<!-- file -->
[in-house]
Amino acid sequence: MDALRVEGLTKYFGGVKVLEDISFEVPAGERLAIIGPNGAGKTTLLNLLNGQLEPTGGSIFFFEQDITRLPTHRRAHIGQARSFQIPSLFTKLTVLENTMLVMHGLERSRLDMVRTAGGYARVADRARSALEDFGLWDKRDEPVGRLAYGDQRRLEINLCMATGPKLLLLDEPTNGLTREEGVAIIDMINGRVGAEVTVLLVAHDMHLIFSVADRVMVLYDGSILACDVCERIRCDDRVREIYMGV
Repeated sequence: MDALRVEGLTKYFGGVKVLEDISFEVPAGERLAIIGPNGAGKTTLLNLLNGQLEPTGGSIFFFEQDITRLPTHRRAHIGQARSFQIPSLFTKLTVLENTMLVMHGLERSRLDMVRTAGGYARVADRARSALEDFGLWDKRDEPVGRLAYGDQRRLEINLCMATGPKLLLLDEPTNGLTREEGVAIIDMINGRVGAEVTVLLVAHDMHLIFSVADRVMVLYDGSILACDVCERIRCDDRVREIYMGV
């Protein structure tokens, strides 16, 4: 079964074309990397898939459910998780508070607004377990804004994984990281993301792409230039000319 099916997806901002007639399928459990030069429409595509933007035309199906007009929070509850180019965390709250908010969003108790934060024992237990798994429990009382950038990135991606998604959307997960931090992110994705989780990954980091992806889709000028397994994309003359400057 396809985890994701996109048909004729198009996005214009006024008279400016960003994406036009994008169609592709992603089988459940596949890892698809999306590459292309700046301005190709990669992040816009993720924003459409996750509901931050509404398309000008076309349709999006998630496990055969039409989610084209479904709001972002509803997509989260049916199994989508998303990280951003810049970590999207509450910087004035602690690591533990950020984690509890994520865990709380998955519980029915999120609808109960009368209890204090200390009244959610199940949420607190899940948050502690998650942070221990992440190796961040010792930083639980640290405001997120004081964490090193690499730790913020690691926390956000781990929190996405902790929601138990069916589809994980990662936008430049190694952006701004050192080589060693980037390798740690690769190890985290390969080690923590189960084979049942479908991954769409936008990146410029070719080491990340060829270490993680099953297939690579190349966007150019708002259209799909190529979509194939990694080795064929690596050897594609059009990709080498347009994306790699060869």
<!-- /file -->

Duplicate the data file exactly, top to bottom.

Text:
[in-house]
Amino acid sequence: MDALRVEGLTKYFGGVKVLEDISFEVPAGERLAIIGPNGAGKTTLLNLLNGQLEPTGGSIFFFEQDITRLPTHRRAHIGQARSFQIPSLFTKLTVLENTMLVMHGLERSRLDMVRTAGGYARVADRARSALEDFGLWDKRDEPVGRLAYGDQRRLEINLCMATGPKLLLLDEPTNGLTREEGVAIIDMINGRVGAEVTVLLVAHDMHLIFSVADRVMVLYDGSILACDVCERIRCDDRVREIYMGV
Repeated sequence: MDALRVEGLTKYFGGVKVLEDISFEVPAGERLAIIGPNGAGKTTLLNLLNGQLEPTGGSIFFFEQDITRLPTHRRAHIGQARSFQIPSLFTKLTVLENTMLVMHGLERSRLDMVRTAGGYARVADRARSALEDFGLWDKRDEPVGRLAYGDQRRLEINLCMATGPKLLLLDEPTNGLTREEGVAIIDMINGRVGAEVTVLLVAHDMHLIFSVADRVMVLYDGSILACDVCERIRCDDRVREIYMGV
């Protein structure tokens, strides 16, 4: 079964074309990397898939459910998780508070607004377990804004994984990281993301792409230039000319 099916997806901002007639399928459990030069429409595509933007035309199906007009929070509850180019965390709250908010969003108790934060024992237990798994429990009382950038990135991606998604959307997960931090992110994705989780990954980091992806889709000028397994994309003359400057 396809985890994701996109048909004729198009996005214009006024008279400016960003994406036009994008169609592709992603089988459940596949890892698809999306590459292309700046301005190709990669992040816009993720924003459409996750509901931050509404398309000008076309349709999006998630496990055969039409989610084209479904709001972002509803997509989260049916199994989508998303990280951003810049970590999207509450910087004035602690690591533990950020984690509890994520865990709380998955519980029915999120609808109960009368209890204090200390009244959610199940949420607190899940948050502690998650942070221990992440190796961040010792930083639980640290405001997120004081964490090193690499730790913020690691926390956000781990929190996405902790929601138990069916589809994980990662936008430049190694952006701004050192080589060693980037390798740690690769190890985290390969080690923590189960084979049942479908991954769409936008990146410029070719080491990340060829270490993680099953297939690579190349966007150019708002259209799909190529979509194939990694080795064929690596050897594609059009990709080498347009994306790699060869």